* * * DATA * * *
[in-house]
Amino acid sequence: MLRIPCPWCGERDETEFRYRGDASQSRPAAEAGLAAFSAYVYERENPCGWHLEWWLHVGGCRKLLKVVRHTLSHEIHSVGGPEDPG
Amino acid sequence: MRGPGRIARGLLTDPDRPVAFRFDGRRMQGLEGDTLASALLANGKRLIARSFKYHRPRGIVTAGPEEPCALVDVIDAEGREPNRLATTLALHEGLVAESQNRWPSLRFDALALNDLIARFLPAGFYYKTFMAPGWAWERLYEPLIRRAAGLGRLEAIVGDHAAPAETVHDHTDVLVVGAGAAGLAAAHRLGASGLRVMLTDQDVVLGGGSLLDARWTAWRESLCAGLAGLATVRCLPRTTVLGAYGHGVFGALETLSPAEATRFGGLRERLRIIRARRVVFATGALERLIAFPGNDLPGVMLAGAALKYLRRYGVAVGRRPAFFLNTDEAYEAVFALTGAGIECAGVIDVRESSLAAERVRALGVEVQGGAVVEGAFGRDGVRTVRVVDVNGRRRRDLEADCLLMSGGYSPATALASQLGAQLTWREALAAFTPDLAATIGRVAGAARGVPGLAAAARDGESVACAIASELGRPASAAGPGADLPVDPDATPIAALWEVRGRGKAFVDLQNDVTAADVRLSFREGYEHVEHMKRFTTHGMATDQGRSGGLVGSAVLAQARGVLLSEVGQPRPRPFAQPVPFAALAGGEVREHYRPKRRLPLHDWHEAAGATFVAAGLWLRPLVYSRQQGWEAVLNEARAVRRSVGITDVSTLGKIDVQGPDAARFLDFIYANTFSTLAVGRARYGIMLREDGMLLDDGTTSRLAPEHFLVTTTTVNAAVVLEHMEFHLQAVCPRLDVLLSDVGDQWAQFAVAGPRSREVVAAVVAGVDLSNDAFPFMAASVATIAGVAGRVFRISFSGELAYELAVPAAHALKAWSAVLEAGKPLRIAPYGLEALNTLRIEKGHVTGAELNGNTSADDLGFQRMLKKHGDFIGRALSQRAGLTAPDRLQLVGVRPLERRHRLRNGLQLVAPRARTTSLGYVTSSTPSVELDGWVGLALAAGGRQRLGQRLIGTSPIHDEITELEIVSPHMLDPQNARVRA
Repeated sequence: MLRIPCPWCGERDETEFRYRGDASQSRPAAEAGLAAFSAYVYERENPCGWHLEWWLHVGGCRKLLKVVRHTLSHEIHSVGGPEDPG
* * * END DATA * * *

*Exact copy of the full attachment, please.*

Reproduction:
[in-house]
Amino acid sequence: MLRIPCPWCGERDETEFRYRGDASQSRPAAEAGLAAFSAYVYERENPCGWHLEWWLHVGGCRKLLKVVRHTLSHEIHSVGGPEDPG
Amino acid sequence: MRGPGRIARGLLTDPDRPVAFRFDGRRMQGLEGDTLASALLANGKRLIARSFKYHRPRGIVTAGPEEPCALVDVIDAEGREPNRLATTLALHEGLVAESQNRWPSLRFDALALNDLIARFLPAGFYYKTFMAPGWAWERLYEPLIRRAAGLGRLEAIVGDHAAPAETVHDHTDVLVVGAGAAGLAAAHRLGASGLRVMLTDQDVVLGGGSLLDARWTAWRESLCAGLAGLATVRCLPRTTVLGAYGHGVFGALETLSPAEATRFGGLRERLRIIRARRVVFATGALERLIAFPGNDLPGVMLAGAALKYLRRYGVAVGRRPAFFLNTDEAYEAVFALTGAGIECAGVIDVRESSLAAERVRALGVEVQGGAVVEGAFGRDGVRTVRVVDVNGRRRRDLEADCLLMSGGYSPATALASQLGAQLTWREALAAFTPDLAATIGRVAGAARGVPGLAAAARDGESVACAIASELGRPASAAGPGADLPVDPDATPIAALWEVRGRGKAFVDLQNDVTAADVRLSFREGYEHVEHMKRFTTHGMATDQGRSGGLVGSAVLAQARGVLLSEVGQPRPRPFAQPVPFAALAGGEVREHYRPKRRLPLHDWHEAAGATFVAAGLWLRPLVYSRQQGWEAVLNEARAVRRSVGITDVSTLGKIDVQGPDAARFLDFIYANTFSTLAVGRARYGIMLREDGMLLDDGTTSRLAPEHFLVTTTTVNAAVVLEHMEFHLQAVCPRLDVLLSDVGDQWAQFAVAGPRSREVVAAVVAGVDLSNDAFPFMAASVATIAGVAGRVFRISFSGELAYELAVPAAHALKAWSAVLEAGKPLRIAPYGLEALNTLRIEKGHVTGAELNGNTSADDLGFQRMLKKHGDFIGRALSQRAGLTAPDRLQLVGVRPLERRHRLRNGLQLVAPRARTTSLGYVTSSTPSVELDGWVGLALAAGGRQRLGQRLIGTSPIHDEITELEIVSPHMLDPQNARVRA
Repeated sequence: MLRIPCPWCGERDETEFRYRGDASQSRPAAEAGLAAFSAYVYERENPCGWHLEWWLHVGGCRKLLKVVRHTLSHEIHSVGGPEDPG